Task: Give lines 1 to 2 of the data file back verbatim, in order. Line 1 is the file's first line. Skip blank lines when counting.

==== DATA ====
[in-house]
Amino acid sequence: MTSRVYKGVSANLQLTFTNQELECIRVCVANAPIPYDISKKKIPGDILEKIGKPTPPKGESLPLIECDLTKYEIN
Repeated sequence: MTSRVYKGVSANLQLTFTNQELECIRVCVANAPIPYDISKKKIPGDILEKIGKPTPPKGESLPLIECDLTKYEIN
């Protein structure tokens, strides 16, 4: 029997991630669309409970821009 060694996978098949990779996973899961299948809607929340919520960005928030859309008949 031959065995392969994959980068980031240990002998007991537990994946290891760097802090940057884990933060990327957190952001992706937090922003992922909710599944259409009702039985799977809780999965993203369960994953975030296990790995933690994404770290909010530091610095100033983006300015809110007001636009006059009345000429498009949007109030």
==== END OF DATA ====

[in-house]
Amino acid sequence: MTSRVYKGVSANLQLTFTNQELECIRVCVANAPIPYDISKKKIPGDILEKIGKPTPPKGESLPLIECDLTKYEIN